When you think of buying a franchise business, the first image that might come to mind is buying your local IGA, Domino’s or coffee shop. However, buying an existing franchise store or location is only one method of joining a franchise network. Periodically, you may have the opportunity to buy a new franchise territory or store location, known as a “greenfield” franchise site. This article will outline the reasons why you should carefully weigh up the risks and rewards before buying a greenfield franchise site.
What is a Greenfield Franchise?
In a retail franchise, a greenfield franchise is essentially a new store location where a business has not yet opened. It exists as an opportunity for you to purchase the business directly from the franchisor, move in, set up and begin to run the business.
In a services based franchise such as a lawn mowing business, a greenfield franchise is essentially a new franchise territory which is not being serviced by any existing franchisee.
This opportunity will often look like the following:
- a franchise location is listed on the franchisor’s business website;
- physical premises have been found by the franchisor which are ready for business operations to commence; or
- no store location has yet been secured. The responsibility to find a commercial premises to lease within the identified territory may either fall on you or the franchisor.
In any case, the business will not be in operation and you will be in the position of starting the business afresh.
You will generally notice a greenfield franchise listed on the franchisor’s website in its directory of existing franchise locations. The label of a “greenfield” location is used to distinguish it from existing franchise locations.
1. Risks and Rewards
A key factor in determining a business’ success is its location and the relevance of the brand to local customers. A greenfield franchise may have a lot of potential, however your territory will be untested. Accordingly, it’s important to weigh up the associated risks and rewards.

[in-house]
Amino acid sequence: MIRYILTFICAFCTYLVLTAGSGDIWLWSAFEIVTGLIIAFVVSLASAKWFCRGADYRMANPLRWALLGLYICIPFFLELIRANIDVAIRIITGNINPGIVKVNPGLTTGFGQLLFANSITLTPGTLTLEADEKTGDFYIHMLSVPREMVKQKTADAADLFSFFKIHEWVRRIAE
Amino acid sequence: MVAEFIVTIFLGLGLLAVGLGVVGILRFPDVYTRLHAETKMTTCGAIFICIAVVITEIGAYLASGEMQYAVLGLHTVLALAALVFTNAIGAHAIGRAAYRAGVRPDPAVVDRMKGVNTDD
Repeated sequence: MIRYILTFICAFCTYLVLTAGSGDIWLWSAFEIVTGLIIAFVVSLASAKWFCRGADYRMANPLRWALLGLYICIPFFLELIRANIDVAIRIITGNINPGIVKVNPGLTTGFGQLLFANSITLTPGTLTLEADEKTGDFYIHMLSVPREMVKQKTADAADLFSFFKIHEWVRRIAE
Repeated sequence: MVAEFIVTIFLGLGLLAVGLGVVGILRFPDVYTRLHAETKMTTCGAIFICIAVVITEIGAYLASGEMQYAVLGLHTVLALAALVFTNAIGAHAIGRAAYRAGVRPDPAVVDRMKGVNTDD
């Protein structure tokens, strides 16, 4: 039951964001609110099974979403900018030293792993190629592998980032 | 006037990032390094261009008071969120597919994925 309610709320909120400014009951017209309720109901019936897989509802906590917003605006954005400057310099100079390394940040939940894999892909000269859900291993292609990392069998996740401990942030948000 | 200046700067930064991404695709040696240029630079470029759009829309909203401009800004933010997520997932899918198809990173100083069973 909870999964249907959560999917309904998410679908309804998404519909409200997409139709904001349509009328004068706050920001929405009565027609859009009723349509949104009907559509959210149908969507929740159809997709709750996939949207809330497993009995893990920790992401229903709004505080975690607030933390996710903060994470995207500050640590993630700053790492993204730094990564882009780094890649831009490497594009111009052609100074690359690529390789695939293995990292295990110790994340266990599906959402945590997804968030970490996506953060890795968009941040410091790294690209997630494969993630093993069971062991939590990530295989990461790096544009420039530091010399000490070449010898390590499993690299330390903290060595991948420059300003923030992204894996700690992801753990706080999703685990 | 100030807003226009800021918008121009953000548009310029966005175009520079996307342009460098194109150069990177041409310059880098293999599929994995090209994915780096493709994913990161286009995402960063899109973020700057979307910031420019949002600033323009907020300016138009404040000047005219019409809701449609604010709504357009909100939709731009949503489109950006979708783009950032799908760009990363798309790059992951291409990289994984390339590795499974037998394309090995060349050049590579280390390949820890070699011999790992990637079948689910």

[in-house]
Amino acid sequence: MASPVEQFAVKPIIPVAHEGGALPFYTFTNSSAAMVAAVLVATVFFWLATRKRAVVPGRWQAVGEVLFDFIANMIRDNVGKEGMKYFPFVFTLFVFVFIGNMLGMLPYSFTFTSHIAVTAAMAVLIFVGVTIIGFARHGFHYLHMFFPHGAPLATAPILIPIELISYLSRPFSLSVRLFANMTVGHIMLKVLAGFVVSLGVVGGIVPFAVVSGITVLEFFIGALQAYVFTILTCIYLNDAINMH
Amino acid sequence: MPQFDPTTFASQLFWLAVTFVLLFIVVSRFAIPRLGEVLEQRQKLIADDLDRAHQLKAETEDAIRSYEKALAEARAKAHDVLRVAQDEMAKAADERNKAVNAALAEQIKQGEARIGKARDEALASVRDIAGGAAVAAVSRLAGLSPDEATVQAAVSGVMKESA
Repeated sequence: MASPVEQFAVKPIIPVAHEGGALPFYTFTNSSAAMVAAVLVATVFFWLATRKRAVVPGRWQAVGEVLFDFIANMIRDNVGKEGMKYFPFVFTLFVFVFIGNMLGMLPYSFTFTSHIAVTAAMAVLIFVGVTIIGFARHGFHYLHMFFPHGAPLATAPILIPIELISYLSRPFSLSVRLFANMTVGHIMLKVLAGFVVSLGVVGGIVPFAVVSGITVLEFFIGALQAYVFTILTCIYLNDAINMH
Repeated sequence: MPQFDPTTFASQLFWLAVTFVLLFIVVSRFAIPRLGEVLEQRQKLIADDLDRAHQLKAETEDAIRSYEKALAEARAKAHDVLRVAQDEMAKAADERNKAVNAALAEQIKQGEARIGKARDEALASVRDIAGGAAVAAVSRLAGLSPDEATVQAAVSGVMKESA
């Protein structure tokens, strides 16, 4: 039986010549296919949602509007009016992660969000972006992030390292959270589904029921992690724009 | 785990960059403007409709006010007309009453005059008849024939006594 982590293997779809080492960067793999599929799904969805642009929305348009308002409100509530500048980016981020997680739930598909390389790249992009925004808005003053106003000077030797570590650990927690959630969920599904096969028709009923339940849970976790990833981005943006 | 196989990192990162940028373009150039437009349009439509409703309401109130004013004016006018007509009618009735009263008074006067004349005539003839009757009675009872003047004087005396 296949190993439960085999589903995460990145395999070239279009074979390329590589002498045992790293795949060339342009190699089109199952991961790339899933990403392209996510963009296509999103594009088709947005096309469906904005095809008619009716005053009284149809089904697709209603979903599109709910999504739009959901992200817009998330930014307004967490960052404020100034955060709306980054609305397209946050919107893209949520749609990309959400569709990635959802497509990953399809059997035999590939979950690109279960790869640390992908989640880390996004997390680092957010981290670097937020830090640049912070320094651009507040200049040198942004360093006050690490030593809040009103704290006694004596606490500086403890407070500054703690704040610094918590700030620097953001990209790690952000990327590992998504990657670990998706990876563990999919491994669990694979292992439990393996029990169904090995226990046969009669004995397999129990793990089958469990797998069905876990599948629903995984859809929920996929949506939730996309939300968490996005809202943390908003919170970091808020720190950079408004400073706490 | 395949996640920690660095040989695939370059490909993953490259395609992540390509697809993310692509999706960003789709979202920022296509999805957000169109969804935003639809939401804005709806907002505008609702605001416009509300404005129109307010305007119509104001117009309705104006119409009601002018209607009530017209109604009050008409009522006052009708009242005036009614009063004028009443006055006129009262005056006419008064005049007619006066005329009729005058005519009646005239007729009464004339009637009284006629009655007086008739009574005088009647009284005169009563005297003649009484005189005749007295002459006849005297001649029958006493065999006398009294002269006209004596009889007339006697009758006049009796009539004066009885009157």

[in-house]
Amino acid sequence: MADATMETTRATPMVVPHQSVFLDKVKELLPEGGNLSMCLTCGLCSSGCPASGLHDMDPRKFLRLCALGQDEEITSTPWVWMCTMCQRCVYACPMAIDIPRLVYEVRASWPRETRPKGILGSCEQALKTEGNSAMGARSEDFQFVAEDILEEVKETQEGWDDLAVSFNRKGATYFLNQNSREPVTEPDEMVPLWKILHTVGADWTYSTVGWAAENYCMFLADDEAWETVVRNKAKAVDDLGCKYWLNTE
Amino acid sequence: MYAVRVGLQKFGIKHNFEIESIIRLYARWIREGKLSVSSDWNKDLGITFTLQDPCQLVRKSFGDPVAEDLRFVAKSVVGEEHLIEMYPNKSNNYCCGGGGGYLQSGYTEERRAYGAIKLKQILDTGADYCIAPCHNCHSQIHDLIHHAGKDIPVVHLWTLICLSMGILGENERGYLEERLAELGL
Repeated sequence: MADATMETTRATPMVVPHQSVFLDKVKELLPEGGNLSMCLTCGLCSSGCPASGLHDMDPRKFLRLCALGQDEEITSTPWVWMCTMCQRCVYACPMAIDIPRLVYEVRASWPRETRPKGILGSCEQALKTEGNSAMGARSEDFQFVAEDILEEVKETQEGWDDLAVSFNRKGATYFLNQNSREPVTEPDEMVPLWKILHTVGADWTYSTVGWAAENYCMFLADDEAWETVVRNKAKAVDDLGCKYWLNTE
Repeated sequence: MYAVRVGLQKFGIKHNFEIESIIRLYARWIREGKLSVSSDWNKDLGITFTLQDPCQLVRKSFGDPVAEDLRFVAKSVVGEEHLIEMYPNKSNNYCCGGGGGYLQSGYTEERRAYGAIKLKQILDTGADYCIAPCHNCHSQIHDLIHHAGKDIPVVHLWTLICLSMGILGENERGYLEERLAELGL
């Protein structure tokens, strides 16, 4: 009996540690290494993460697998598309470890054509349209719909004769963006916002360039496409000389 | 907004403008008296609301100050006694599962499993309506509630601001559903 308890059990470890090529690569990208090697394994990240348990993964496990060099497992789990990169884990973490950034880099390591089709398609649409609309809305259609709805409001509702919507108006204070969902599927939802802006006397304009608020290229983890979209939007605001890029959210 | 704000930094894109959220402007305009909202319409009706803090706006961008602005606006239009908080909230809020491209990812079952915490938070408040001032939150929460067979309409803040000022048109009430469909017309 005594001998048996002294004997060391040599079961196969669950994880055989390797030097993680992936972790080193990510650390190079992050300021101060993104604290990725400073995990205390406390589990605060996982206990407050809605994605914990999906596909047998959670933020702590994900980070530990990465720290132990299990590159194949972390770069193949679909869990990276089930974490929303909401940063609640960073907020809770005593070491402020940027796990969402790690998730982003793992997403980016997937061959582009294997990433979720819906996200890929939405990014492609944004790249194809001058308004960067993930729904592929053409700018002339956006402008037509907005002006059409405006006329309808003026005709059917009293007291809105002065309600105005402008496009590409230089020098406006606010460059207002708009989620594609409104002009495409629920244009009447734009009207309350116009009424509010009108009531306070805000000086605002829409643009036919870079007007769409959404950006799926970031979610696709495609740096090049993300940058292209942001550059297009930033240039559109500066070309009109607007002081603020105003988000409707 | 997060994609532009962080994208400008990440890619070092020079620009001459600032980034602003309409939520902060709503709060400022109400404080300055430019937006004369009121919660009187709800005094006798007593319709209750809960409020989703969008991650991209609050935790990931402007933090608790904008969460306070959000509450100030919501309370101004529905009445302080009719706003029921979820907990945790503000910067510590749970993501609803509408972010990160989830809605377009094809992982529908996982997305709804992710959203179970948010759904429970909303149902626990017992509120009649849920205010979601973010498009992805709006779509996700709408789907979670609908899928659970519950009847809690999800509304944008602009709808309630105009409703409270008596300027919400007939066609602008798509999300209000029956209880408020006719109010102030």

Once you obtain the disclosure document from the franchisor, it’s a good idea to call as many existing franchisees as possible to confirm whether the greenfield system has a successful track record. If other greenfield franchisees are struggling, this may be a sign the franchise system is not for you.
Also, check whether there are any other businesses in the local area which are offering similar products or services. You may want to do some initial research into whether the franchise business provides either:
- a missing offering to the area; or
- similar products or services but does it better.
Often there will be another business in the area which is selling similar products or services. If you are a local in the area, and familiar with the area, you may want to weigh up:
- how long has that business been in operation; and
- how well has it been going?
2. Financial Due Diligence
One of the considerations when buying a franchise is whether it has a proven track record of success. You can evaluate a franchise’s business performance in two ways:
- the established reputation and profitability of the franchise brand in general; and
- the potential profitability of the franchise in a given location.
The Franchise Code of Conduct imposes strict obligations on a franchisor to give financial disclosure upfront. This means that, where a franchisor has been operating for more than two financial years, they must provide a copy of either:
- their financial reports for the last two financial years; or
- an independent audit report provided by a registered company auditor.
However, there is greater uncertainty when you are buying a greenfield franchise site because you cannot access information about earnings for that particular franchise business in the given location.
In this situation, you may need to base your decisions on any forecasts or projections given by the franchisor.
3. Review of Legal Issues
Compared to the risk involved with purchasing an existing franchise, it’s clear that there will be greater uncertainty about the potential performance of the new franchise. Given this prospect, it becomes even more important to be mindful of the legalities involved before you sign any documents.
The Franchise Code of Conduct states that two documents must be provided to a prospective franchisee:
These documents are complex so it is a good idea to engaging a franchise lawyer to review them. This professional advice is the best safeguard to ensure you do not miss any potential problem areas which may require further enquiries or negotiations with the franchisor.
An experienced franchise lawyer will have reviewed a diverse range of franchise agreements from a variety of business models. They are best placed to advise you about the key risks of buying a greenfield franchise.
You have a minimum of 14 days from the date you receive legal documents before you can be compelled to sign them.
Buying a greenfield franchise site can be a very exciting opportunity. However, there are risks to investing in an untested territory. There is only so much you can do to investigate the potential profitability of a greenfield franchise site. Before you sign any documents, engage a franchise lawyer to review the legal risks to help you make an informed decision.
If you have any questions about purchasing a new franchise, get in touch with LegalVision’s franchise lawyers on 1300 544 755 or fill out the form on this page.
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